As it turns out the “lunatic” is “Reynaud St. Aubyn”, the blood heir to the Blanchard name, monies and estates and thought dead when burned at the steak by Indians in the colonies 7 years previously. It is Beatrice who recognizes the “savage”, lying on the parlor room floor, for before he passes out she glimpses his distinctive black eyes. The same obsidian eyes that stare back at her from his portrait as a young man hanging in the room.
Reynaud is a complex tortured hero. After enduring 7 years of captivity, slavery, torture and starvation he is a changed man from the young Aristocrat who bought his commission and left to serve and fight for Britain in the colonies. Through sheer strength of will and determination to return to England, his family and his Earldom he survived unspeakable hardship and horror. When he does awaken in “his home” to find his father has passed 5 years previously and a “usurper” (Uncle Reggie) has claimed the Earldom he becomes obsessed with reclaiming what is rightfully his.
Despiter he uncle's misgivings, Beatrice takes matters in hand and tends to Reynaud, nursing him back to health despite his surly disposition and cutting sarcastic manner. She is determined to find out what has happened to the passionate young man whose vision in the portrait she has desired and dreamed of for many years. Beatrice is “four and twenty”, and while she has had suitors has never had an offer of marriage. She wants passion in her life and to be loved. She thought she saw that passion in the eyes of the Reynaud in the portrait, however being confronted with this angry, bitter, sarcastic, and seemingly self obsessed man is, needless to say not what she expected.
Reynaud also suffers from posttraumatic stress and when he feels threatened he has flash backs and envisions himself to be back in the colonies fighting for his very survival. By the same token, when there is an attempt on his life, which also puts Beatrice in peril, he takes charge and shows that he is, at heart a brave and honorable man.
Reynaud’s family and friends gradually rally around him and as he is reintroduced to life as an English gentleman he is encouraged by his supportive feisty “Tante Cristelle” (his French aunt) to take a “pretty” and proper English wife to reinforce his respectability and enhance his chances to regain his title. By this time Beatrice and Reynaud have established a relationship and rapport. He, in fact, feels quite protective of her and decides that she is to be his.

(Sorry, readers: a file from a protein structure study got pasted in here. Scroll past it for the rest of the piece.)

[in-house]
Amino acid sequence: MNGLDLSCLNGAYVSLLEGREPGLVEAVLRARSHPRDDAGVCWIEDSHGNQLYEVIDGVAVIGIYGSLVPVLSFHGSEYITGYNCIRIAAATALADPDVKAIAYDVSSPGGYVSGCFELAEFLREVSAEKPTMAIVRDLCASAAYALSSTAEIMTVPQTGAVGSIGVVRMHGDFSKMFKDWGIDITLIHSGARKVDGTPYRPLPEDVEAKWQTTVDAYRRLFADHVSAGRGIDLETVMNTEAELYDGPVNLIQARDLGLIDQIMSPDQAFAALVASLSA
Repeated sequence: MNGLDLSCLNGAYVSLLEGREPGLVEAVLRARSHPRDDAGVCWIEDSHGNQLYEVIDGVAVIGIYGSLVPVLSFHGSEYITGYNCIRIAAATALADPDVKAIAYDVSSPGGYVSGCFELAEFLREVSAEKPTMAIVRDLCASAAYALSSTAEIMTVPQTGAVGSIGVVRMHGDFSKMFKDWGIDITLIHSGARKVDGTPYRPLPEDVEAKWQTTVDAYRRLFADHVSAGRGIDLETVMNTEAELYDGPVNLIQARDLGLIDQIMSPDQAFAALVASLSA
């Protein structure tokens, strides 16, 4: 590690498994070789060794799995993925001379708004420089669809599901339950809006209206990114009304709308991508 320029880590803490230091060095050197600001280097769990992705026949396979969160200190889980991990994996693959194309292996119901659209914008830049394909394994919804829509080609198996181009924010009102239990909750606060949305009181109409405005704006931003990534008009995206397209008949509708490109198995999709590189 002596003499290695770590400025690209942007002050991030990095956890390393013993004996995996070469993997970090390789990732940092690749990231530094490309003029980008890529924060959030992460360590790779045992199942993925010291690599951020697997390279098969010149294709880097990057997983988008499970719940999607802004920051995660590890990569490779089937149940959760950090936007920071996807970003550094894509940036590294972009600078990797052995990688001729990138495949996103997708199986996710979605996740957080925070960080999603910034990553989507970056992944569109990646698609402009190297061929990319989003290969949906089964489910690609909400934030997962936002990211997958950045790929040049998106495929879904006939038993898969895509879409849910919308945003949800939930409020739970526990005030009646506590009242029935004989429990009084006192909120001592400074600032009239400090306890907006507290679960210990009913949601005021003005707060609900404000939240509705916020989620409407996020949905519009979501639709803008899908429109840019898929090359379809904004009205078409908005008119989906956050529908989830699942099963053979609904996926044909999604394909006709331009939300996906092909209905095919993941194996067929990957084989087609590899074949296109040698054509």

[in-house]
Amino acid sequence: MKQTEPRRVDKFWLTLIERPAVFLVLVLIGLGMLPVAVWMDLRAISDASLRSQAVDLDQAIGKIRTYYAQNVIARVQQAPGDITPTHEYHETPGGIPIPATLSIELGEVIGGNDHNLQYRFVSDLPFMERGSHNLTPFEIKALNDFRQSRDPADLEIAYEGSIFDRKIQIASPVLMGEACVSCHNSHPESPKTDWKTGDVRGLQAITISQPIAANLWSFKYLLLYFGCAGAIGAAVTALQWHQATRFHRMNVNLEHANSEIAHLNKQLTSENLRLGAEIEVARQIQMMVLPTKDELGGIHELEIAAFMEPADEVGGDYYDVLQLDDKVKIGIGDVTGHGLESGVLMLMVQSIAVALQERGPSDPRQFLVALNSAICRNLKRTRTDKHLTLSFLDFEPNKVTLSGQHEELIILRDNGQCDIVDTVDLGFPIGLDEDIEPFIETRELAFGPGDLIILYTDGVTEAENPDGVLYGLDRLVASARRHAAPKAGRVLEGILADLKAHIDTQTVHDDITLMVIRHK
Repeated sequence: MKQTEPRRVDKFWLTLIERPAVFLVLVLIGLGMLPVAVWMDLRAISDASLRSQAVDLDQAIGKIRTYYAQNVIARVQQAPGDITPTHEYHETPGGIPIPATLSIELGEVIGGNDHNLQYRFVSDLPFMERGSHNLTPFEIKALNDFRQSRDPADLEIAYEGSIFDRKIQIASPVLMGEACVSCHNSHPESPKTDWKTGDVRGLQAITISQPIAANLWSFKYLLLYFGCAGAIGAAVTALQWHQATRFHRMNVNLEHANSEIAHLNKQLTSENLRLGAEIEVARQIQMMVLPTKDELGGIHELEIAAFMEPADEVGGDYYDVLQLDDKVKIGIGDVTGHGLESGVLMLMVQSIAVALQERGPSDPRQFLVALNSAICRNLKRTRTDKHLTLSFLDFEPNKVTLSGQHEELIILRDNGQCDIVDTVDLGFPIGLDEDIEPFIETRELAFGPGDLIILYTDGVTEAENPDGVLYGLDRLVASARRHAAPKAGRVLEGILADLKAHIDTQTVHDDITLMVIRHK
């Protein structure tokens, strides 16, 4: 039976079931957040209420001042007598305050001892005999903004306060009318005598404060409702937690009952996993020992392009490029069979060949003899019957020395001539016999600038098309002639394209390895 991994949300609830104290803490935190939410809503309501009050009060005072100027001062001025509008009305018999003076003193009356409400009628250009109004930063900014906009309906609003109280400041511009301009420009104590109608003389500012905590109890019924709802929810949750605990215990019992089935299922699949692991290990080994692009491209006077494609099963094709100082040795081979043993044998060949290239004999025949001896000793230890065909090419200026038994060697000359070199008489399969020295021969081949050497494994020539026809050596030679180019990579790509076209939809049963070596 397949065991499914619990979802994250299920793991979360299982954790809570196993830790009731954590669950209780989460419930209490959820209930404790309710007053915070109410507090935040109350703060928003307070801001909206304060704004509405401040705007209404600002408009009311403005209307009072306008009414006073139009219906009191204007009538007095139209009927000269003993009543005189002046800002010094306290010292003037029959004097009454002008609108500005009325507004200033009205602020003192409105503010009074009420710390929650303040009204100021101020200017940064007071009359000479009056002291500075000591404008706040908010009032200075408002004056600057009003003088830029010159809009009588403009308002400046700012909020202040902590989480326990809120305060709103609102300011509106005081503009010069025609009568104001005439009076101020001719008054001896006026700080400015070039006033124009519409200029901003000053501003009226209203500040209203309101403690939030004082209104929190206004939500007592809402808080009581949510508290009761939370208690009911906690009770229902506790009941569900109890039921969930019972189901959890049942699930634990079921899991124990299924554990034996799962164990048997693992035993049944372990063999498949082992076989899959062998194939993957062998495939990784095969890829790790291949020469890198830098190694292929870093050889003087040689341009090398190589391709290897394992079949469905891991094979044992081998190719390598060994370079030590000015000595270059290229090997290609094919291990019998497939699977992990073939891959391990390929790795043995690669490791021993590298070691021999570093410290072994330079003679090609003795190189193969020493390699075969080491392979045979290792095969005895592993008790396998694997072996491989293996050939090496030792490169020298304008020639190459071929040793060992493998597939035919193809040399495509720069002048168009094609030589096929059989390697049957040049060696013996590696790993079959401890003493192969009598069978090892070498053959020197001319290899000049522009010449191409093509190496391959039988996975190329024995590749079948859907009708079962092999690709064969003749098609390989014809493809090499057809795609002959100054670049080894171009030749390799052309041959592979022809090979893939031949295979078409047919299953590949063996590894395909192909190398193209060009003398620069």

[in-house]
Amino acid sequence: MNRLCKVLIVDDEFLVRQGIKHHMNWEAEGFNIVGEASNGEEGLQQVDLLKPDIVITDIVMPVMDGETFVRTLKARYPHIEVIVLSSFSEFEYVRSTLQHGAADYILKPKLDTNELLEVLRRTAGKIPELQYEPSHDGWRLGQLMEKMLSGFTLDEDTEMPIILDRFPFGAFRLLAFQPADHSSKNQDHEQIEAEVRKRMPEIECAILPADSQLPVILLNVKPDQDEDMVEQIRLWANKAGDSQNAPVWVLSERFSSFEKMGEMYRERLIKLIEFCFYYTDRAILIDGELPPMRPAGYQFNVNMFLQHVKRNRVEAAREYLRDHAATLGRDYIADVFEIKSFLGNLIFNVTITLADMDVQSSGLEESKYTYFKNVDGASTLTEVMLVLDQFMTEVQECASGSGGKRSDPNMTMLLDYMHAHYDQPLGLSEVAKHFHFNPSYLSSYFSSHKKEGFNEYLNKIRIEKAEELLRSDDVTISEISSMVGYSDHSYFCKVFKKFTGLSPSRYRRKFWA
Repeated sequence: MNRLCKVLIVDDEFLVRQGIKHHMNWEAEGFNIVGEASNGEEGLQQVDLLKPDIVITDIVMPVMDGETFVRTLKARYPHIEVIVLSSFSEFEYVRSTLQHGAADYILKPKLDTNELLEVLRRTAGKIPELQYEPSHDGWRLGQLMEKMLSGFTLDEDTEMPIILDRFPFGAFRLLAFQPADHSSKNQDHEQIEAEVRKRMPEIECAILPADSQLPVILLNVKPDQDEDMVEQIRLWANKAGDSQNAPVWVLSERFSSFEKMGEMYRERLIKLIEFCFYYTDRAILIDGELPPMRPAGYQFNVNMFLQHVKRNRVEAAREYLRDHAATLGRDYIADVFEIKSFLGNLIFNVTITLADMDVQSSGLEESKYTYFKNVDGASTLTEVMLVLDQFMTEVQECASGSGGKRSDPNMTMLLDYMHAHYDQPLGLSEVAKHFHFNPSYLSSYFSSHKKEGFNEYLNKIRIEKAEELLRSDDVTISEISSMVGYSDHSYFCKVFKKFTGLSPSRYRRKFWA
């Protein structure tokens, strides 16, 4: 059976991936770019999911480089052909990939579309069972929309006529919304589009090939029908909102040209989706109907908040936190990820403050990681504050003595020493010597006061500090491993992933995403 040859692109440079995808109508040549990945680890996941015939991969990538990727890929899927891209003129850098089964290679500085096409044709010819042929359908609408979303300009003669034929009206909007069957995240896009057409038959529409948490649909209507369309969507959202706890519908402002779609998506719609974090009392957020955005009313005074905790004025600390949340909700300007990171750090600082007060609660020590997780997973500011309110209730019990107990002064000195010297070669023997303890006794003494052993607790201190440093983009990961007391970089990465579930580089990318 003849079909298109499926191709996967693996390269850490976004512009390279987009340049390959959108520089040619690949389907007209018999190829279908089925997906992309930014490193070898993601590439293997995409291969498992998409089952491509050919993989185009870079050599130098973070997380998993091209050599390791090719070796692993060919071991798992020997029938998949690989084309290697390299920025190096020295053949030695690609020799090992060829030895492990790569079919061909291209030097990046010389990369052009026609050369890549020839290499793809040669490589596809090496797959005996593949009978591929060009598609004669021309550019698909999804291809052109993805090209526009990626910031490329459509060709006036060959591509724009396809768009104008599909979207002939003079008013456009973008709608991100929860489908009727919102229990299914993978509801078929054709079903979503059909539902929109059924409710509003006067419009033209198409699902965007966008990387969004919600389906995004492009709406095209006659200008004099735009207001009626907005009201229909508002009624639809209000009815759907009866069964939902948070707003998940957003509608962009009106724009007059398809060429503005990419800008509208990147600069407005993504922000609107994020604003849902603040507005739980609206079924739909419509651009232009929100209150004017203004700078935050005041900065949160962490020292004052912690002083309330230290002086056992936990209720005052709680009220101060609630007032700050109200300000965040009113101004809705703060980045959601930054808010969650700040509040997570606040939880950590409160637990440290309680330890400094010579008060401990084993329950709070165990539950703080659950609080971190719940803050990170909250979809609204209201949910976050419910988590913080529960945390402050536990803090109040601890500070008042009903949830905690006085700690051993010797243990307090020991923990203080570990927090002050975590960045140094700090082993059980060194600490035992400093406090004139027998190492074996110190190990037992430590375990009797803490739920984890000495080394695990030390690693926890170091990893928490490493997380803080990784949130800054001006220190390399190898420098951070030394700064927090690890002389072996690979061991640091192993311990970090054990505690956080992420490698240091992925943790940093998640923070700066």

Ms. Hoyt has a beautiful voice, her prose IMHO literally sings. The love scenes penned between Reynaud and Beatrice are sensuous and special. Reynaud, with Beatrice’s gentle encouragement gradually shares the horrors of the last 7 years. He does find peace and comfort in her arms and begins to emotionally heal. He in turn, helps her grieve when she loses someone very close to her. I loved both these characters and Reynaud’s story tugged at my heartstrings. They do marry but Beatrice does not believe he truly loves her, which causes strife between them. She is, after all a means for him to regain his title and respectability as rumors still swirl that he is quite mad.
There is also an undercurrent of political intrigue and the involvement of a wartime traitor in their midst that isn’t revealed until the closing chapters. The supporting characters are extremely well developed, and each play a role in advancing what for me was a fascinating plot. Historically, this story is very well researched.
I especially like “Vale”, Reynaud’s oldest and dearest friend. The guy has a subtle sense of humor that had me chortling with laughter and he wastes no chance in poking fun at his serious and seemingly humorless friend. Vale is absolutely brilliant.
If you are a lover of historical romance, I think, “To Desire A Devil”, may be a novel for you to put on your list. If you have read the previous books in Ms. Hoyt’s “The Legend of the Four Soldiers Series”, and have been anticipating this novel I don’t think you will be disappointed.